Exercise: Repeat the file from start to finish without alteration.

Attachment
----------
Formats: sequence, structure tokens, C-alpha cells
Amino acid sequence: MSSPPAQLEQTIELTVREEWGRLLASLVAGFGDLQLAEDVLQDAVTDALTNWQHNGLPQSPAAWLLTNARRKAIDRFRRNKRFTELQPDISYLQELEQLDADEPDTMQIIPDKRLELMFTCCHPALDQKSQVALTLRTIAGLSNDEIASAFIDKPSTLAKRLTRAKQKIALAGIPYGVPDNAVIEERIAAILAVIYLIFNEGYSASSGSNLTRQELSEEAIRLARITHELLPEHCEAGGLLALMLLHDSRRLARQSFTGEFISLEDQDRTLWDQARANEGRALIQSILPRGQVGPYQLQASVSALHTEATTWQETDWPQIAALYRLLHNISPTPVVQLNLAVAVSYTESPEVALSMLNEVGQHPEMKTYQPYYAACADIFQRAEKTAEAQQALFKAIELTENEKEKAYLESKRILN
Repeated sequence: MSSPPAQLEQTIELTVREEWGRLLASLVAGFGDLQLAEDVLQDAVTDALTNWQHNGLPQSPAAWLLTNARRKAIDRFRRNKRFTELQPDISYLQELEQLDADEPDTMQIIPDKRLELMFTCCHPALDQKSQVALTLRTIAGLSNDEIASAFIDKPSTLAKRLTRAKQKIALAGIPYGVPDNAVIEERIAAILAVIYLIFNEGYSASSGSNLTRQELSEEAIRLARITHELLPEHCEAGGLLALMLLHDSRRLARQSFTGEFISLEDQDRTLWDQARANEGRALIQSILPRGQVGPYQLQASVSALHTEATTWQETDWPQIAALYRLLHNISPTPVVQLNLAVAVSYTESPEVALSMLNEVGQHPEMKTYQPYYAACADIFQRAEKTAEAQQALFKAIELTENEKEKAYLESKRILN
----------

Formats: sequence, structure tokens, C-alpha cells
Amino acid sequence: MSSPPAQLEQTIELTVREEWGRLLASLVAGFGDLQLAEDVLQDAVTDALTNWQHNGLPQSPAAWLLTNARRKAIDRFRRNKRFTELQPDISYLQELEQLDADEPDTMQIIPDKRLELMFTCCHPALDQKSQVALTLRTIAGLSNDEIASAFIDKPSTLAKRLTRAKQKIALAGIPYGVPDNAVIEERIAAILAVIYLIFNEGYSASSGSNLTRQELSEEAIRLARITHELLPEHCEAGGLLALMLLHDSRRLARQSFTGEFISLEDQDRTLWDQARANEGRALIQSILPRGQVGPYQLQASVSALHTEATTWQETDWPQIAALYRLLHNISPTPVVQLNLAVAVSYTESPEVALSMLNEVGQHPEMKTYQPYYAACADIFQRAEKTAEAQQALFKAIELTENEKEKAYLESKRILN
Repeated sequence: MSSPPAQLEQTIELTVREEWGRLLASLVAGFGDLQLAEDVLQDAVTDALTNWQHNGLPQSPAAWLLTNARRKAIDRFRRNKRFTELQPDISYLQELEQLDADEPDTMQIIPDKRLELMFTCCHPALDQKSQVALTLRTIAGLSNDEIASAFIDKPSTLAKRLTRAKQKIALAGIPYGVPDNAVIEERIAAILAVIYLIFNEGYSASSGSNLTRQELSEEAIRLARITHELLPEHCEAGGLLALMLLHDSRRLARQSFTGEFISLEDQDRTLWDQARANEGRALIQSILPRGQVGPYQLQASVSALHTEATTWQETDWPQIAALYRLLHNISPTPVVQLNLAVAVSYTESPEVALSMLNEVGQHPEMKTYQPYYAACADIFQRAEKTAEAQQALFKAIELTENEKEKAYLESKRILN